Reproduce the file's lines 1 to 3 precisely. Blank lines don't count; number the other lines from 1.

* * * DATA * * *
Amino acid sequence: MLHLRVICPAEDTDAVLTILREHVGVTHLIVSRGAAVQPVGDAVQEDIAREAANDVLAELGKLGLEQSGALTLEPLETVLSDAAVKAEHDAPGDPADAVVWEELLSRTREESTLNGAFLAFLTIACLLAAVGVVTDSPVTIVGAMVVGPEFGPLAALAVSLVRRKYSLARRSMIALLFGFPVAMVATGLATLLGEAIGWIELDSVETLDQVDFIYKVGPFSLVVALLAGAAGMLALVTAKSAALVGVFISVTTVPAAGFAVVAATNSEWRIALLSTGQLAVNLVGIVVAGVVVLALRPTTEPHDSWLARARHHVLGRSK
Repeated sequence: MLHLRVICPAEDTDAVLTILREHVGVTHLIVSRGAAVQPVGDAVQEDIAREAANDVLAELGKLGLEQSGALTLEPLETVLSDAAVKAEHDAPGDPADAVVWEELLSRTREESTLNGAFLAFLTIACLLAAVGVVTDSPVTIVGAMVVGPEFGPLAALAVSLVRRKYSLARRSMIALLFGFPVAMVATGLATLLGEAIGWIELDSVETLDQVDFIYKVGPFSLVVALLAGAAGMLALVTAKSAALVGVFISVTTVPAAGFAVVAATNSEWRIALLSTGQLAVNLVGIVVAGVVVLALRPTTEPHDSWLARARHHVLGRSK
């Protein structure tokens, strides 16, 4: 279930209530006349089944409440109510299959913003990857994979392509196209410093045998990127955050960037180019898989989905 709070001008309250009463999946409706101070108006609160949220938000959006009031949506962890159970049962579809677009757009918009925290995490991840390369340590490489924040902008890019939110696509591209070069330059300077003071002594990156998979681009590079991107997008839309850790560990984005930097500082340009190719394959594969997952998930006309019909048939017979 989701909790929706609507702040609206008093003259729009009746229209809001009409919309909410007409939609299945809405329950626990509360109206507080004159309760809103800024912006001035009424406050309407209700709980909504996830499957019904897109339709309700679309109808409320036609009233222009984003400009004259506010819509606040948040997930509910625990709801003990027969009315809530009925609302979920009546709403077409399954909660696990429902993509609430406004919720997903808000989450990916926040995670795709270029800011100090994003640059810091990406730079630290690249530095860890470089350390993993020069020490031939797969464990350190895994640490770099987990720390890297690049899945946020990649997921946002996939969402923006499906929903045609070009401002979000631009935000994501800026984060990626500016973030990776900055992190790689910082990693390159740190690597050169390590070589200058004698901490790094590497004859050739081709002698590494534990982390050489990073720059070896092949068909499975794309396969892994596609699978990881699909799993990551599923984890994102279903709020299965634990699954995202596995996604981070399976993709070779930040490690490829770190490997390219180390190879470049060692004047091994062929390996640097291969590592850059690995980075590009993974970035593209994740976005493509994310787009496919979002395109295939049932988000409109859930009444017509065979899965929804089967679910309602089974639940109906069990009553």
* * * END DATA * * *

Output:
Amino acid sequence: MLHLRVICPAEDTDAVLTILREHVGVTHLIVSRGAAVQPVGDAVQEDIAREAANDVLAELGKLGLEQSGALTLEPLETVLSDAAVKAEHDAPGDPADAVVWEELLSRTREESTLNGAFLAFLTIACLLAAVGVVTDSPVTIVGAMVVGPEFGPLAALAVSLVRRKYSLARRSMIALLFGFPVAMVATGLATLLGEAIGWIELDSVETLDQVDFIYKVGPFSLVVALLAGAAGMLALVTAKSAALVGVFISVTTVPAAGFAVVAATNSEWRIALLSTGQLAVNLVGIVVAGVVVLALRPTTEPHDSWLARARHHVLGRSK
Repeated sequence: MLHLRVICPAEDTDAVLTILREHVGVTHLIVSRGAAVQPVGDAVQEDIAREAANDVLAELGKLGLEQSGALTLEPLETVLSDAAVKAEHDAPGDPADAVVWEELLSRTREESTLNGAFLAFLTIACLLAAVGVVTDSPVTIVGAMVVGPEFGPLAALAVSLVRRKYSLARRSMIALLFGFPVAMVATGLATLLGEAIGWIELDSVETLDQVDFIYKVGPFSLVVALLAGAAGMLALVTAKSAALVGVFISVTTVPAAGFAVVAATNSEWRIALLSTGQLAVNLVGIVVAGVVVLALRPTTEPHDSWLARARHHVLGRSK
């Protein structure tokens, strides 16, 4: 279930209530006349089944409440109510299959913003990857994979392509196209410093045998990127955050960037180019898989989905 709070001008309250009463999946409706101070108006609160949220938000959006009031949506962890159970049962579809677009757009918009925290995490991840390369340590490489924040902008890019939110696509591209070069330059300077003071002594990156998979681009590079991107997008839309850790560990984005930097500082340009190719394959594969997952998930006309019909048939017979 989701909790929706609507702040609206008093003259729009009746229209809001009409919309909410007409939609299945809405329950626990509360109206507080004159309760809103800024912006001035009424406050309407209700709980909504996830499957019904897109339709309700679309109808409320036609009233222009984003400009004259506010819509606040948040997930509910625990709801003990027969009315809530009925609302979920009546709403077409399954909660696990429902993509609430406004919720997903808000989450990916926040995670795709270029800011100090994003640059810091990406730079630290690249530095860890470089350390993993020069020490031939797969464990350190895994640490770099987990720390890297690049899945946020990649997921946002996939969402923006499906929903045609070009401002979000631009935000994501800026984060990626500016973030990776900055992190790689910082990693390159740190690597050169390590070589200058004698901490790094590497004859050739081709002698590494534990982390050489990073720059070896092949068909499975794309396969892994596609699978990881699909799993990551599923984890994102279903709020299965634990699954995202596995996604981070399976993709070779930040490690490829770190490997390219180390190879470049060692004047091994062929390996640097291969590592850059690995980075590009993974970035593209994740976005493509994310787009496919979002395109295939049932988000409109859930009444017509065979899965929804089967679910309602089974639940109906069990009553």